WineInk: American Wines
A Legacy of Independence
Every year, this column recommends that readers celebrate Independence Day by drinking American wines. It makes sense as a patriotic gesture and it certainly doesn’t limit your selection. After all, the U.S. is one of the world’s most prolific and high-quality wine producers on Earth.
Wine in the U.S. has a history that dates to well before the Founding Fathers put their quills to the Declaration of Independence that we honor this week on the Fourth of July. Indeed, it is noted that when the Declaration was signed by the 56 representatives over the summer of 1776 to announce the independence of the colonies, the act was toasted with Madeira, the fortified Portuguese wine.
The expense accounts (retained in the Library of Congress) of George Washington, the first U.S. president and signer of the Declaration of Independence, show that there were significant orders for large purchases of Madeira throughout his tenure as leader. It seems that the summer of ’75 required extra “fortifications” for the war efforts and Washington ordered close to 2,000 bottles of Madeira.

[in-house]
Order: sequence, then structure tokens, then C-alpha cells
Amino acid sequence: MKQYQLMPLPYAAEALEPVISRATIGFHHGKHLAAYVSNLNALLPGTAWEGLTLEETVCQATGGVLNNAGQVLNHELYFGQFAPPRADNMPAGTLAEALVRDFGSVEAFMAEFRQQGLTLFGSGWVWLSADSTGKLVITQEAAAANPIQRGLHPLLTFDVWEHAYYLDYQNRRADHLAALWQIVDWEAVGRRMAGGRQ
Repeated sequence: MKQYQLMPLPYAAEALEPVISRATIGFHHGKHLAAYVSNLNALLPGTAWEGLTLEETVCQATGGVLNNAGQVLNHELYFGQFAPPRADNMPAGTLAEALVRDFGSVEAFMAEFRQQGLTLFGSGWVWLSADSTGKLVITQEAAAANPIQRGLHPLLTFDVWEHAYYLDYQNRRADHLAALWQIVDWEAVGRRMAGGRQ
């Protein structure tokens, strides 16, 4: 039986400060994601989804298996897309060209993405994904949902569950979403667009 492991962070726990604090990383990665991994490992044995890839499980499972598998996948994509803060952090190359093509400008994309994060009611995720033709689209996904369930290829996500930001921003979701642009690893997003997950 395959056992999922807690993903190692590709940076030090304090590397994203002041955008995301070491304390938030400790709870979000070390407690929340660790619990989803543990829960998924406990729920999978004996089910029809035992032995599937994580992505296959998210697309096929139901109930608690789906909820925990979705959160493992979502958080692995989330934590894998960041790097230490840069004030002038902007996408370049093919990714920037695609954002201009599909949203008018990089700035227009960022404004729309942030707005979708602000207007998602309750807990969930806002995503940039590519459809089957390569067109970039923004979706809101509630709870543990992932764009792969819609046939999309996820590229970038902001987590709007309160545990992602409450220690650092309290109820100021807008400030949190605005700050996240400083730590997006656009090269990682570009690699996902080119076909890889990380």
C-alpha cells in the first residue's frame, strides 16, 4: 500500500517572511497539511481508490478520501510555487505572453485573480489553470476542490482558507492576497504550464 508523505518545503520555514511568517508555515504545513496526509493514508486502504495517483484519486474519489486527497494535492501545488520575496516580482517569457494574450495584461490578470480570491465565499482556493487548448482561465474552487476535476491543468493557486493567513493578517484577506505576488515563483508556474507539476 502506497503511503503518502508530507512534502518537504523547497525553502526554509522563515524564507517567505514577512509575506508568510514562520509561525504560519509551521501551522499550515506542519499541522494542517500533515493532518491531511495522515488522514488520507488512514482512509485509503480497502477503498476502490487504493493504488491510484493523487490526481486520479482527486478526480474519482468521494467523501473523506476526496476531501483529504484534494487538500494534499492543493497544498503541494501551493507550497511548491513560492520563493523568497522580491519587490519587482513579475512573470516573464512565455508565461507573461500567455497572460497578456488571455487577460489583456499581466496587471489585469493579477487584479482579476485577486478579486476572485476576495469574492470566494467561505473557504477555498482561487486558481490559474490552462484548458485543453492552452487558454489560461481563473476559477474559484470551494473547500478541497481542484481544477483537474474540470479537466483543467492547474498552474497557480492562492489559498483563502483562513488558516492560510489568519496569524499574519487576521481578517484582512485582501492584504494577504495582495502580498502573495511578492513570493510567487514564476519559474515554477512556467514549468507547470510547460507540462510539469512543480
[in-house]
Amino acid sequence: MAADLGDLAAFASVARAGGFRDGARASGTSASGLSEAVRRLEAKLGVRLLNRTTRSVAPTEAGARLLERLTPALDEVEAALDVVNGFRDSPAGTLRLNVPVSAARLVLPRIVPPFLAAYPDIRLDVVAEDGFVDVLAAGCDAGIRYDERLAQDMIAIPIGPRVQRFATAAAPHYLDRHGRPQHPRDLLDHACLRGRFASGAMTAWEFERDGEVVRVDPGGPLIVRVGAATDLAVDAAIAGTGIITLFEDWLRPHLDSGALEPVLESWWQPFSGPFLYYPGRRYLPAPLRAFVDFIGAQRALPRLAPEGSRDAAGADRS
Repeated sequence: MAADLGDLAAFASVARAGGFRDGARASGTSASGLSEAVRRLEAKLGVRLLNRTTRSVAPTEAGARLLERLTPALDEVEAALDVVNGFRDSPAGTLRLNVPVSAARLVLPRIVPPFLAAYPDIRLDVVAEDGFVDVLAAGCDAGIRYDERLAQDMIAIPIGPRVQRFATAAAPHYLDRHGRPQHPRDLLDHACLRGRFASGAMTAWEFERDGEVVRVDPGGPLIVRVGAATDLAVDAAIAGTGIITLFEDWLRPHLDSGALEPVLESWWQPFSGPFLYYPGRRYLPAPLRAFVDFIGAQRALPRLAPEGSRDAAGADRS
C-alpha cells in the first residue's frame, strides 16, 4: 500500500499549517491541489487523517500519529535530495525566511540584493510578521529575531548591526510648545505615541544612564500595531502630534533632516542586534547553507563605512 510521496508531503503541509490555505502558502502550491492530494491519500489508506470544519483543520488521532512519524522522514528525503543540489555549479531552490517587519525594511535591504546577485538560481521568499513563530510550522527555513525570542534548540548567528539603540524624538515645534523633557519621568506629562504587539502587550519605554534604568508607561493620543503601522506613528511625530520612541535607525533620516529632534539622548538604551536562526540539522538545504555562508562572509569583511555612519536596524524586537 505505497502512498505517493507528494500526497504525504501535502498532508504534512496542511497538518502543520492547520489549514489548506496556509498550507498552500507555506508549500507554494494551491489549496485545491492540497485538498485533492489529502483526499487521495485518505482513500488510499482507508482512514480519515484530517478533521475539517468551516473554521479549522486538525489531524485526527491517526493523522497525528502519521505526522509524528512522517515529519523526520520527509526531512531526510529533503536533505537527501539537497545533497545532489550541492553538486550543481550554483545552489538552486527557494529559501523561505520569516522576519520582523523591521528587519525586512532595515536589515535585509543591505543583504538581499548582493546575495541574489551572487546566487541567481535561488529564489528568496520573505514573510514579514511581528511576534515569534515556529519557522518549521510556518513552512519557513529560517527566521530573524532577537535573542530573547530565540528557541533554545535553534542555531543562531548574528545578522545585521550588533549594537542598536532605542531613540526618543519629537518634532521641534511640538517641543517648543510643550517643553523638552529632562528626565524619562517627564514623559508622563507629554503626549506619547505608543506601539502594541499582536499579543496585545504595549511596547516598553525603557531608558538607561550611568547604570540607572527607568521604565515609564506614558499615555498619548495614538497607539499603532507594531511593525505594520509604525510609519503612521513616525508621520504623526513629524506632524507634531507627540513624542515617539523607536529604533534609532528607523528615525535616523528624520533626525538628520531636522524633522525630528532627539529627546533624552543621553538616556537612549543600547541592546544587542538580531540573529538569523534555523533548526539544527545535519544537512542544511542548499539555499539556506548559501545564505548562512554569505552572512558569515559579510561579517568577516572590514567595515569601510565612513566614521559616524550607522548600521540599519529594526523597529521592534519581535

Washington had a dream that the U.S. would one day become a producer of wines of quality. If he could only see us now.
Thomas Jefferson and Benjamin Franklin, both signators of the Declaration, had a healthy respect — some at the time called it a weakness — for wine. Jefferson in particular is well known for having discovered the joys of French wines from his days spent in Paris as foreign minister. He imported many bottles of fine Bordeaux that he arranged to purchase directly from the houses of Château Lafite, Château d’Yquem and Haut-Brion. One later became the object of scandal outlined in the book “The Billionaire’s Vinegar,” which details the sale of a fake bottle of Jefferson’s wines. It is said that during Jefferson’s presidency he maintained a cellar under the west wing of the White House dubbed “the Icehouse,” which contained 20,000 bottles from his personal collection of wines.